Operation Easter targets egg thieves
BIRD EGG thieves are being targeted as part of Operation Easter.
The campaign by Police Scotland involves the National Wildlife Crime Unit (NWCU) and RSPB.
It targets egg thieves by monitoring their activities and sharing intelligence across the UK. It also raises awareness by giving general advice to the public about suspicious activity and also specialist advice to police officers.
Staff at NWCU have seen an increase in internet adverts offering wild bird egg collections for sale. Irrespective of the age of the collection offered this is likely to be illegal, with the potential penalty the same as had the eggs been newly taken.
The initiative which was developed in Scotland is now UK wide and involves regular liaison with the Royal Society for the Protection of Birds. The operation is managed by former Tayside wildlife crime officer Alan Stewart, who launched the idea 17 years ago.
Operation Easter is backed by the Partnership for Action against Wildlife Crime (PAW) Scotland whose chairman, Scotland’s Environment and Climate Change Minister, Paul Wheelhouse said: "Egg theft is another very serious crime which can have a devastating impact on wild bird populations and can have connections to serious and organised criminals. This is one Easter egg hunt we’re determined to stop.
"It is shocking what egg thieves will do to target some of Scotland’s most famous and scarce birds and their disregard for the sustainability of species is utterly appalling.
"I applaud the efforts of Police Scotland and the NWCU as, once again, they tackle this difficult crime and would ask the public to report any suspicious activity."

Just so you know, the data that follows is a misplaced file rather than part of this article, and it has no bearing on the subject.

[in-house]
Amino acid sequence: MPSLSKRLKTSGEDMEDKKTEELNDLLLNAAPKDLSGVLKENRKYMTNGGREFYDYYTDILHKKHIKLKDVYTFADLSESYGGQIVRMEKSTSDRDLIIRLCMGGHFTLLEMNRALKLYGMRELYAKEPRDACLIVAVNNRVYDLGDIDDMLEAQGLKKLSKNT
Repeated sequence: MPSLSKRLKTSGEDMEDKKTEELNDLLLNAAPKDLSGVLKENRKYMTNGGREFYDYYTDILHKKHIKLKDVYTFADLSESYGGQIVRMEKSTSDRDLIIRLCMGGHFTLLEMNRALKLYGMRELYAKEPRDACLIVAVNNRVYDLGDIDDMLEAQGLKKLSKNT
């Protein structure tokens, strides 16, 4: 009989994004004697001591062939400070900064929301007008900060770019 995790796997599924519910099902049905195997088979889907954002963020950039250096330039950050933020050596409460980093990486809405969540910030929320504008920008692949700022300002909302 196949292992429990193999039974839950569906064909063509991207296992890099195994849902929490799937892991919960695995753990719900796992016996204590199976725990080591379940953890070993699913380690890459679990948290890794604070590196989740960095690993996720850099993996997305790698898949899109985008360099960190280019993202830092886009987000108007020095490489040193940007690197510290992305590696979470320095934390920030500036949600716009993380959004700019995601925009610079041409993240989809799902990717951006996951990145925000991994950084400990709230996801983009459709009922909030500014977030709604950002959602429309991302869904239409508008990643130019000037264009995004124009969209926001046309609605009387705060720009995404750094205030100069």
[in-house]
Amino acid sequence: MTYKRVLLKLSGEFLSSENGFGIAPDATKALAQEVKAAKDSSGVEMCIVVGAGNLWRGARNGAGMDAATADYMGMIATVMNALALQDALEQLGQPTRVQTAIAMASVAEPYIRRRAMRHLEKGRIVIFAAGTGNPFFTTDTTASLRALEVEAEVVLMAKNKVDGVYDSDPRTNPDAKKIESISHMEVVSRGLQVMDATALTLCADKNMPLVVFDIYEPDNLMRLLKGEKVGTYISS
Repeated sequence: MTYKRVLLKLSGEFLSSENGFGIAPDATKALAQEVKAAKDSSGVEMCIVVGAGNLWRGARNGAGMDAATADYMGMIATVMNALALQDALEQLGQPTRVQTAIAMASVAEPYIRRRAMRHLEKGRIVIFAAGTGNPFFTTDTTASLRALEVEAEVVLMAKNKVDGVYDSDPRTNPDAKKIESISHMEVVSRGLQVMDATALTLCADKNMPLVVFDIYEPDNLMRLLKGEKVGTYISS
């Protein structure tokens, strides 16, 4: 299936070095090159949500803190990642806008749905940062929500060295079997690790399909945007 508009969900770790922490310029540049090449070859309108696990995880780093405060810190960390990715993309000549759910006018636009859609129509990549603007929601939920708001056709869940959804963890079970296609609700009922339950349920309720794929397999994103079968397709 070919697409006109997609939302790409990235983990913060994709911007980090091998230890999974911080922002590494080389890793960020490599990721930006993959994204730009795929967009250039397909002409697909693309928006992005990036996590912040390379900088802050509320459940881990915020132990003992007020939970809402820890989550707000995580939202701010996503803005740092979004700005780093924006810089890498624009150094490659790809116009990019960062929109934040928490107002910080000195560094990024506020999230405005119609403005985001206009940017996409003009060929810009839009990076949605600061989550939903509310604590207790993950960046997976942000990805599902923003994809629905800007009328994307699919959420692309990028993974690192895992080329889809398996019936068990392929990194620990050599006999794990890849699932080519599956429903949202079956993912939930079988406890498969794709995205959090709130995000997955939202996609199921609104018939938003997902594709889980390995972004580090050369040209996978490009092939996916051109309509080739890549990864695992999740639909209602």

Mr Stewart added: "Early nesting birds such as the raven and heron may already have been targeted. As the season progresses the nests of white-tailed eagles, golden eagles, chough, peregrine, hen harrier, osprey, red-throated and black-throated divers and many more rare birds will be sought out."
People can help by reporting suspicious behaviour, which may include egg thieves beating bushes, undergrowth or heather in order to flush a nesting bird. They may be seen to be hiding items, (possibly eggs in a container) for collection later.
A good description of the suspect should be noted, and a photograph may even be possible, from a distance. Car registration numbers should be noted and if possible a six figure map reference of where the person was operating. Dialling 999 (in an emergency) or 101 for non-emergency gives you contact with the nearest police station.
PAW Scotland offer a free iPhone app which can be used to record details of a suspected wildlife crime and email them to the police. This can be downloaded via www.PAW.Scotland.gov.uk